Peter M. Roth

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In this paper, we raise important issues on scalability and the required degree of supervision of existing Mahalanobis metric learning methods. Often rather tedious optimization procedures are applied that become computationally intractable on a large scale. Further, if one considers the constantly growing amount of data it is often infeasible to specify(More)
Person re-identification, i.e., recognizing a single person across spatially disjoint cameras, is an important task in visual surveillance. Existing approaches either try to find a suitable description of the appearance or learn a discriminative model. Since these different representational strategies capture a large extent of complementary information we(More)
Face alignment is a crucial step in face recognition tasks. Especially, using landmark localization for geometric face normalization has shown to be very effective, clearly improving the recognition results. However, no adequate databases exist that provide a sufficient number of annotated facial landmarks. The databases are either limited to frontal views,(More)
Matching persons across non-overlapping cameras is a rather challenging task. Thus, successful methods often build on complex feature representations or sophisticated learners. A recent trend to tackle this problem is to use metric learning to find a suitable space for matching samples from different cameras. However, most of these approaches ignore the(More)
Online learning has shown to be successful in tracking of previously unknown objects. However, most approaches are limited to a bounding-box representation with fixed aspect ratio. Thus, they provide a less accurate foreground/background separation and cannot handle highly non-rigid and articulated objects. This, in turn, increases the amount of noise(More)
Recognizing persons over a system of disjunct cameras is a hard task for human operators and even harder for automated systems. In particular, realistic setups show difficulties such as different camera angles or different camera properties. Additionally, also the appearance of exactly the same person can change dramatically due to different views (e.g.,(More)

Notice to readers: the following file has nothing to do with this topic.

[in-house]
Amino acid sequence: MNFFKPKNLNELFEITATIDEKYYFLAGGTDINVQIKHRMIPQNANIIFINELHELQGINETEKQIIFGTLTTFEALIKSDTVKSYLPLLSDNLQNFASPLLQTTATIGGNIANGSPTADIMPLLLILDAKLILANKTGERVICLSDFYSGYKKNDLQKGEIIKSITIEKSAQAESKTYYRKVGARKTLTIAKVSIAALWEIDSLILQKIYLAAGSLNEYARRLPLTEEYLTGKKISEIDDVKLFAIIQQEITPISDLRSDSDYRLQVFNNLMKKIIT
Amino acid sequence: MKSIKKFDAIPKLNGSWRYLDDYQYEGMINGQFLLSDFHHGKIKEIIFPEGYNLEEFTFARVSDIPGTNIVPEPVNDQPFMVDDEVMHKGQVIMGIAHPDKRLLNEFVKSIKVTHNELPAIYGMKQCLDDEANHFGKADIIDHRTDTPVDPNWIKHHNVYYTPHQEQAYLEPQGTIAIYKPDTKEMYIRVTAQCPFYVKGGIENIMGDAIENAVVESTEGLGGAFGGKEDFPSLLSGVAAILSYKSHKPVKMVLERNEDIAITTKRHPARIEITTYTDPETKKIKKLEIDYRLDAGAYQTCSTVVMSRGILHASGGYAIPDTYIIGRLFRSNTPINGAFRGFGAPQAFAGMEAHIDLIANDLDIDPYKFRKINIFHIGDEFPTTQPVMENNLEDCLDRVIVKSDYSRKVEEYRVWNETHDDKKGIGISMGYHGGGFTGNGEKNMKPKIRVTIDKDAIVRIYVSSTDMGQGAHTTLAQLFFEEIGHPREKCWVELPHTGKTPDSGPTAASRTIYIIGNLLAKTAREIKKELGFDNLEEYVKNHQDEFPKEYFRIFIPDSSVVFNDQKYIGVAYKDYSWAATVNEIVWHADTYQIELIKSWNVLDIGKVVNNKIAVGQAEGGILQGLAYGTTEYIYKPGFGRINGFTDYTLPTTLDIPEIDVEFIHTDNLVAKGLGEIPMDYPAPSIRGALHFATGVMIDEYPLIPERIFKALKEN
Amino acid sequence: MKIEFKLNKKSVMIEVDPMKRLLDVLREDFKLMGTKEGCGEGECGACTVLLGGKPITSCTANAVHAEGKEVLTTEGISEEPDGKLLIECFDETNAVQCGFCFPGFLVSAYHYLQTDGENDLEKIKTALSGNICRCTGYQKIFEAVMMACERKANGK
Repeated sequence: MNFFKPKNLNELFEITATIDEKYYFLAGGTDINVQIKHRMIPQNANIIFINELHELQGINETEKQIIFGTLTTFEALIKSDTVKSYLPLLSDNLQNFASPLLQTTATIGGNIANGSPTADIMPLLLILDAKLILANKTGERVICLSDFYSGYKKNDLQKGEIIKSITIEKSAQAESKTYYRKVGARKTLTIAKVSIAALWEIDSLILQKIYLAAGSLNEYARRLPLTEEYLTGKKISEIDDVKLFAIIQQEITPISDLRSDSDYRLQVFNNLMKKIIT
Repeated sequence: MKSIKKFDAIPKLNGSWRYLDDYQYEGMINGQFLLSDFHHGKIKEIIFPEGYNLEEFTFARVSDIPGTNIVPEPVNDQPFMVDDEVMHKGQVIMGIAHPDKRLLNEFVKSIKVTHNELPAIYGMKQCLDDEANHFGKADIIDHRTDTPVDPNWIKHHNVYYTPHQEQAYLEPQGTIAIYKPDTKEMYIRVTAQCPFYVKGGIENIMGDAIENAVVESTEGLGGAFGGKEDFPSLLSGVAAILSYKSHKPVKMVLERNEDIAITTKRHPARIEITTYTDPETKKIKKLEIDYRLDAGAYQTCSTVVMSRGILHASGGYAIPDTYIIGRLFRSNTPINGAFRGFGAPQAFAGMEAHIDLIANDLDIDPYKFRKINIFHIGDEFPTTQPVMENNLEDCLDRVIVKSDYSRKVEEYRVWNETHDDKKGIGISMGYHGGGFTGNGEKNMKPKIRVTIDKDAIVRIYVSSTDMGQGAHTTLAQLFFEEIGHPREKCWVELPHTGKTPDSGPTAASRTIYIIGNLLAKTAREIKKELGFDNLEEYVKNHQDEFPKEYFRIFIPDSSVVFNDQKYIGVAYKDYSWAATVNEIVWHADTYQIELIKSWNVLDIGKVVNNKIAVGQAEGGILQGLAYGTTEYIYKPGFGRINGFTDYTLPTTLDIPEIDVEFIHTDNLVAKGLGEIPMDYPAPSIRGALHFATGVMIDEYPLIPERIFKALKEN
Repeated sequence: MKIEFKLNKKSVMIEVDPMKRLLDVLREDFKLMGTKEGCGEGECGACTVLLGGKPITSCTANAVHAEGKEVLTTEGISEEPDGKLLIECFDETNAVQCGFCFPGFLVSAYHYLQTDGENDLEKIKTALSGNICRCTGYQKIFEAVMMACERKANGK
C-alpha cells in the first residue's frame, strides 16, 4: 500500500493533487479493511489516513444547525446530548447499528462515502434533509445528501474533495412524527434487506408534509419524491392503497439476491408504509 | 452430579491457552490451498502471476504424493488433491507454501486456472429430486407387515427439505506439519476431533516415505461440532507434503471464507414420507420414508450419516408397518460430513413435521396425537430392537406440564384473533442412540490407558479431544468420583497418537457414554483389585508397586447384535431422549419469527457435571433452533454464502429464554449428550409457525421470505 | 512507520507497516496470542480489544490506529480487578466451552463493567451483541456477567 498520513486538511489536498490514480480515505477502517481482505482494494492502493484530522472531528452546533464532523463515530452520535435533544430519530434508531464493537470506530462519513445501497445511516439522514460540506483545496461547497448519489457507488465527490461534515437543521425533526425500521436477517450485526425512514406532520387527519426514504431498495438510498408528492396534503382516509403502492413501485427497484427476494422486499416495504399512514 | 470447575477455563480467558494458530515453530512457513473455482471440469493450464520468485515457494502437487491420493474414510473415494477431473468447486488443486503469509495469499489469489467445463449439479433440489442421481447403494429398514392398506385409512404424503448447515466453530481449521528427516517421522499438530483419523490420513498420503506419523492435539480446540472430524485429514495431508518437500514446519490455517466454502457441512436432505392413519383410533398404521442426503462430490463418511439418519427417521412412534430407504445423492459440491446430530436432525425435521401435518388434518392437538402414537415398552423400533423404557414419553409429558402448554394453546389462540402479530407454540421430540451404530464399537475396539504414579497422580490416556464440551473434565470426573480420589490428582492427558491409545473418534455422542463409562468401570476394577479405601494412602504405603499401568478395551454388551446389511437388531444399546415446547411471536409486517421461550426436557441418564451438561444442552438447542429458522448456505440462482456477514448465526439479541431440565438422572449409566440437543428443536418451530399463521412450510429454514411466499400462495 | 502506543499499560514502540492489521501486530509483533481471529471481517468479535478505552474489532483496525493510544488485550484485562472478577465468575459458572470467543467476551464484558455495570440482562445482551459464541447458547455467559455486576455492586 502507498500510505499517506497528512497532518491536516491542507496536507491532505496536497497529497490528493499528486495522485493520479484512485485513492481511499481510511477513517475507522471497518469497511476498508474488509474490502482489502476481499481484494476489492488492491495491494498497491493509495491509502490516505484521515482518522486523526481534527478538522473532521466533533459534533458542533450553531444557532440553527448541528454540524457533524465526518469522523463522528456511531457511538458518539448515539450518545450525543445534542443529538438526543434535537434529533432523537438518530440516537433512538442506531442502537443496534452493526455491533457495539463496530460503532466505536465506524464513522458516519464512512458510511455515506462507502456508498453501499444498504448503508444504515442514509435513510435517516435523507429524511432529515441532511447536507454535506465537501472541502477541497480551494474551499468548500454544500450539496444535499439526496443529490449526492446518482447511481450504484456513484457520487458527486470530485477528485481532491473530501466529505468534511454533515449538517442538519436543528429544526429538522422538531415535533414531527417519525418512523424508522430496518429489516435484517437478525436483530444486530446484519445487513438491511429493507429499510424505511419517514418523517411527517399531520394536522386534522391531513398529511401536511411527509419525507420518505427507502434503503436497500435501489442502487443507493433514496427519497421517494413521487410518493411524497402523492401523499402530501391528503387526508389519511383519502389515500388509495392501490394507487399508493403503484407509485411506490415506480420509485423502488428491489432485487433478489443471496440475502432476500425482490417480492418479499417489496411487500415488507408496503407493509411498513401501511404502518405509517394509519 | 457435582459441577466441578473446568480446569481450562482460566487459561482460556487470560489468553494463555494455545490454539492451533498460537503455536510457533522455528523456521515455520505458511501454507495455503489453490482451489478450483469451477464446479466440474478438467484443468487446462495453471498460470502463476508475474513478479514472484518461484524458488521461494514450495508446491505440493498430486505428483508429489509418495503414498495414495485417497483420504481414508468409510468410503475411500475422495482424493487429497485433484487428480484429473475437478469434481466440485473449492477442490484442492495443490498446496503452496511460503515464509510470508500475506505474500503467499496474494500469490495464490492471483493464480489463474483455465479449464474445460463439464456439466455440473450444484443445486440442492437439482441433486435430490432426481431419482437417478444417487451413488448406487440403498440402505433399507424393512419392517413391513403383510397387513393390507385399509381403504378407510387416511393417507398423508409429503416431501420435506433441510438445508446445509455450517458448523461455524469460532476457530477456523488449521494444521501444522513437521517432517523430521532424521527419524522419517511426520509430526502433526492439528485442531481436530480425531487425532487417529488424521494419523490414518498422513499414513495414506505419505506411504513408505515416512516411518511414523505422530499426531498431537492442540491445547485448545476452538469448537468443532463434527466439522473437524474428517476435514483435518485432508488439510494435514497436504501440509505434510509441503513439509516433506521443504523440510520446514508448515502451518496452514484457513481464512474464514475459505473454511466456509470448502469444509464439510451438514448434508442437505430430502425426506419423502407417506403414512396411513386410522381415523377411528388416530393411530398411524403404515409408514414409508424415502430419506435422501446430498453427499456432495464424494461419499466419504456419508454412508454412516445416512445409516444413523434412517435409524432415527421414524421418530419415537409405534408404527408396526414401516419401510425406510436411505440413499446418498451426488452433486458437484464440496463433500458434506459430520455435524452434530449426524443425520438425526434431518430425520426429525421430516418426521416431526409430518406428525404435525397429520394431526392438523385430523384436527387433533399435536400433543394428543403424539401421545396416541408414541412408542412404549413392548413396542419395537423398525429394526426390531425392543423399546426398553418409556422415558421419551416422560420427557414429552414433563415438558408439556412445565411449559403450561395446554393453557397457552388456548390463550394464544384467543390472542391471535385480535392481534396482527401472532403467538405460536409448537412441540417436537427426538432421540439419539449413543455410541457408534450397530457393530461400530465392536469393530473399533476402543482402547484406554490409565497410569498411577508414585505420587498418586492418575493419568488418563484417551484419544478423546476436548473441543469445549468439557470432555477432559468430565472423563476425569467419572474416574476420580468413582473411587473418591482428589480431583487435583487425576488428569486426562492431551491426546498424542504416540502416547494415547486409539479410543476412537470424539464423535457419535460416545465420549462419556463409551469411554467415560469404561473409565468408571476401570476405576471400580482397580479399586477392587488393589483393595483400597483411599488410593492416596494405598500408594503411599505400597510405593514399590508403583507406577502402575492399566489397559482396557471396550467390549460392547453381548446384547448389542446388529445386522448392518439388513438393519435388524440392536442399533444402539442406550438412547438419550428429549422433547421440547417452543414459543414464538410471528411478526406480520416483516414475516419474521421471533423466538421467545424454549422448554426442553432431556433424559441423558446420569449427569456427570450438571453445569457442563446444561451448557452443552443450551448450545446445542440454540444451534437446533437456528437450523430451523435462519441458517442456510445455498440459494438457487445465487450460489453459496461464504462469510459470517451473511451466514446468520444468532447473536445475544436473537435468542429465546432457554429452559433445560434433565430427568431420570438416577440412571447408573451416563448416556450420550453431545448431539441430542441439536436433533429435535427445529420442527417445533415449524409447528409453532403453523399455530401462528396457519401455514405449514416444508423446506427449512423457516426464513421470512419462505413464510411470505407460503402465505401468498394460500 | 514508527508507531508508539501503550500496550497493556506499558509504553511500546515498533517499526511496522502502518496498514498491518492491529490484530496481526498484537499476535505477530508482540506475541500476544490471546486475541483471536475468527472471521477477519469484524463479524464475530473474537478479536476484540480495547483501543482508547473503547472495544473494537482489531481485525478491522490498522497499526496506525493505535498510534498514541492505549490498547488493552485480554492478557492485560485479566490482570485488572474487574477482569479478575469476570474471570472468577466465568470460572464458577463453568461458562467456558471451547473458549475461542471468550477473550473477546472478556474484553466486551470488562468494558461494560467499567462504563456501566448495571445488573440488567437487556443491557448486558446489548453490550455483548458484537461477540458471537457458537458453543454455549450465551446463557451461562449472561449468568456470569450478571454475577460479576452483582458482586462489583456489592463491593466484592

Recently, Mahalanobis metric learning has gained a considerable interest for single-shot person re-identification. The main idea is to build on an existing image representation and to learn a metric that reflects the visual camera-to-camera transitions, allowing for a more powerful classification. The goal of this chapter is twofold. We first review the(More)
This paper introduces a novel classification method termed Alternating Decision Forests (ADFs), which formulates the training of Random Forests explicitly as a global loss minimization problem. During training, the losses are minimized via keeping an adaptive weight distribution over the training samples, similar to Boosting methods. In order to keep the(More)
On-line boosting is one of the most successful on-line algorithms and thus applied in many computer vision applications. However, even though boosting, in general, is well known to be susceptible to class-label noise, on-line boosting is mostly applied to self-learning applications such as visual object tracking, where label-noise is an inherent problem.(More)
Robust multi-object tracking-by-detection requires the correct assignment of noisy detection results to object trajectories. We address this problem by proposing an online approach based on the observation that object detectors primarily fail if objects are significantly occluded. In contrast to most existing work, we only rely on geometric information to(More)